epiph·​a·​ny | \ i-ˈpi-fə-nē How to pronounce epiphany (audio) \
plural epiphanies

Definition of epiphany

1 capitalized : January 6 observed as a church festival in commemoration of the coming of the Magi as the first manifestation of Christ to the Gentiles or in the Eastern Church in commemoration of the baptism of Christ
2 : an appearance or manifestation especially of a divine being
3a(1) : a usually sudden manifestation or perception of the essential nature or meaning of something
(2) : an intuitive grasp of reality through something (such as an event) usually simple and striking
(3) : an illuminating discovery, realization, or disclosure
b : a revealing scene or moment

Examples of epiphany in a Sentence

Invention has its own algorithm: genius, obsession, serendipity, and epiphany in some unknowable combination. — Malcolm Gladwell, New Yorker, 12 May 2008 One day, a New York composer met an expert on Asian domesticated elephants, and together they reached some sort of freakish epiphany and decided to see if elephants could learn to play music. — Jon Pareles, New York Times, 5 Jan. 2002 One epiphany came when a dozen engineers in northern New Mexico saw a lone, fading Xerox paper carton bobbing in a swamp of old motor oil at the bottom of a pit. — Michelle Conlin, Business Week, 1 Nov. 1999 Seeing her father again when she was an adult was an epiphany that changed her whole view of her childhood.
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Recent Examples on the Web

Historically, spas were founded by individuals at the fringes or ahead of their time: those who triumphed over their own health woes (or saw others do so at close hand), then felt compelled to share their epiphanies. Daisy Finer, Condé Nast Traveler, "Biomarkers, Sweat Lodges, and Shamans: Today's Wellness Retreats Go Far Beyond a Detox," 26 Aug. 2019 The high-end resort backdrop is lovely to look at, and Vikander and Green invest their characters’ respective epiphanies with some feeling. Noel Murray, latimes.com, "Reviews: Gary Oldman in ‘Killers Anonymous’; plus ‘The 16th Episode’ and more," 27 June 2019 Boyce soon had his own epiphany moment on a city street en route to the subway. Susan Miller, USA TODAY, "Stonewall Forever: 50 years later, digital monument debuts. LGBTQ activists say it couldn't be more timely.," 4 June 2019 Joseph Kopser’s epiphany happened on a Sunday afternoon in Thousand Oaks. Gilbert Garcia, ExpressNews.com, "Former congressional hopeful declares war on hyper-partisanship," 23 Aug. 2019 MoMA The duo’s epiphany echoes the cultural divide between Italy’s affluent northern region and the economically troubled south. Anne Quito, Quartzy, "The MoMA Design Store is selling household goods from Italy," 17 Aug. 2019 Still, Smith insists that his off-the-field focus doesn’t flow from any epiphany about the perils of football. Jarrett Bell, USA TODAY, "Opinion: Cowboys' LB Jaylon Smith’s passion play away from football is to boost business dreams," 11 July 2019 For her, my personal epiphany came at the right time. Phil Blair, San Diego Union-Tribune, "When it comes to negotiating skills, don’t sell yourself short," 1 July 2019 The idea to create a therapeutic wolf sanctuary hit Alfero like an epiphany 10 years ago. Gregory Thomas, SFChronicle.com, "Can ‘wolf therapy’ open people up? One shaman aims to find out.," 26 June 2019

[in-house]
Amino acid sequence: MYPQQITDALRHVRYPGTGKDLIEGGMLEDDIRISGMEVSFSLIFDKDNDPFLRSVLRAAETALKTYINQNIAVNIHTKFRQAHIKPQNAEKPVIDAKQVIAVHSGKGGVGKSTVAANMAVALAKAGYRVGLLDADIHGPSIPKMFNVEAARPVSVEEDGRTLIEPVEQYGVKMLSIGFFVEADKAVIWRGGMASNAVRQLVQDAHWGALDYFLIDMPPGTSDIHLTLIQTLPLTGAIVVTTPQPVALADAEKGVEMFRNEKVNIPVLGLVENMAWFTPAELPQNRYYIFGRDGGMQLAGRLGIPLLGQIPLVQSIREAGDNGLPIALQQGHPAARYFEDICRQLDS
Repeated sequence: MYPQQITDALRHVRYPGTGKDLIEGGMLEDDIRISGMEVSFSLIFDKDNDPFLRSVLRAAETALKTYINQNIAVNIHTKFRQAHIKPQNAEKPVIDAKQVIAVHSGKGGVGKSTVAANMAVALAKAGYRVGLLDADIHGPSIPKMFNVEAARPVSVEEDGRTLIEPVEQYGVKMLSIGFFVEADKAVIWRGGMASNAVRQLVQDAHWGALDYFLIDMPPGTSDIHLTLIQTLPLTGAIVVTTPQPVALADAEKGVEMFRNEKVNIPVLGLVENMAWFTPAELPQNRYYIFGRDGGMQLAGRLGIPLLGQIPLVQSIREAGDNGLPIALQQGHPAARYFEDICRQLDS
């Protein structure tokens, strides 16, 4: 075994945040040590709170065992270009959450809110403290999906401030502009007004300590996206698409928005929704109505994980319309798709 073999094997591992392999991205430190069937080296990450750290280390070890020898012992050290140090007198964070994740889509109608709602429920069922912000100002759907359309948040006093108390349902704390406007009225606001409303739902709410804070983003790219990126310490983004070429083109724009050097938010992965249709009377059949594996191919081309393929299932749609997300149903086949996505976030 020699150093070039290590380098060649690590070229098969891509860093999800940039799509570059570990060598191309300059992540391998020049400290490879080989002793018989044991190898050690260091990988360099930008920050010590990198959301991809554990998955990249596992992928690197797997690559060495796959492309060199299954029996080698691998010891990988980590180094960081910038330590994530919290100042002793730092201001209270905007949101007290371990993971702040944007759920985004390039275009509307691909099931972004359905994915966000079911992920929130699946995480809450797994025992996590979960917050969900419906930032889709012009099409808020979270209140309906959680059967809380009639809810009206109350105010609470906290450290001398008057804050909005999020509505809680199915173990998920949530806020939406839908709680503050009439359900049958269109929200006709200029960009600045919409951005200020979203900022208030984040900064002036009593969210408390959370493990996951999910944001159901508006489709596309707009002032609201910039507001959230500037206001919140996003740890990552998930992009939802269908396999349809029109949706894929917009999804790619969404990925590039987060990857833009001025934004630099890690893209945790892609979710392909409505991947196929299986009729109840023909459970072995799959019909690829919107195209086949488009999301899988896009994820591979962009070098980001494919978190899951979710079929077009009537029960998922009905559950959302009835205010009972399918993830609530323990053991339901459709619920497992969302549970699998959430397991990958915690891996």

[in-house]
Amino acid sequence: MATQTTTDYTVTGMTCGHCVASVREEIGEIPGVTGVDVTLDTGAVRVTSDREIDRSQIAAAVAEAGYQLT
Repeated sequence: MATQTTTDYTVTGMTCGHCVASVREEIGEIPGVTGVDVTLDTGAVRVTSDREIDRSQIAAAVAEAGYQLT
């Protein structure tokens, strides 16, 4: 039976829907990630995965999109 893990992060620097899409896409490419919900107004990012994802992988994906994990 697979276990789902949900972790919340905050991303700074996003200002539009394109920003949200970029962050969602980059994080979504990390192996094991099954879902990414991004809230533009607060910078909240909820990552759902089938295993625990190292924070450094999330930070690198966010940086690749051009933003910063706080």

These example sentences are selected automatically from various online news sources to reflect current usage of the word 'epiphany.' Views expressed in the examples do not represent the opinion of Merriam-Webster or its editors. Send us feedback.

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First Known Use of epiphany

14th century, in the meaning defined at sense 1

History and Etymology for epiphany

Middle English epiphanie, from Anglo-French, from Late Latin epiphania, from Late Greek, plural, probably alteration of Greek epiphaneia appearance, manifestation, from epiphainein to manifest, from epi- + phainein to show — more at fancy

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More Definitions for epiphany



English Language Learners Definition of epiphany

: a Christian festival held on January 6 in honor of the coming of the three kings to the infant Jesus Christ
: a moment in which you suddenly see or understand something in a new or very clear way

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More from Merriam-Webster on epiphany

Rhyming Dictionary: Words that rhyme with epiphany

Spanish Central: Translation of epiphany

Nglish: Translation of epiphany for Spanish Speakers

Britannica English: Translation of epiphany for Arabic Speakers

Britannica.com: Encyclopedia article about epiphany

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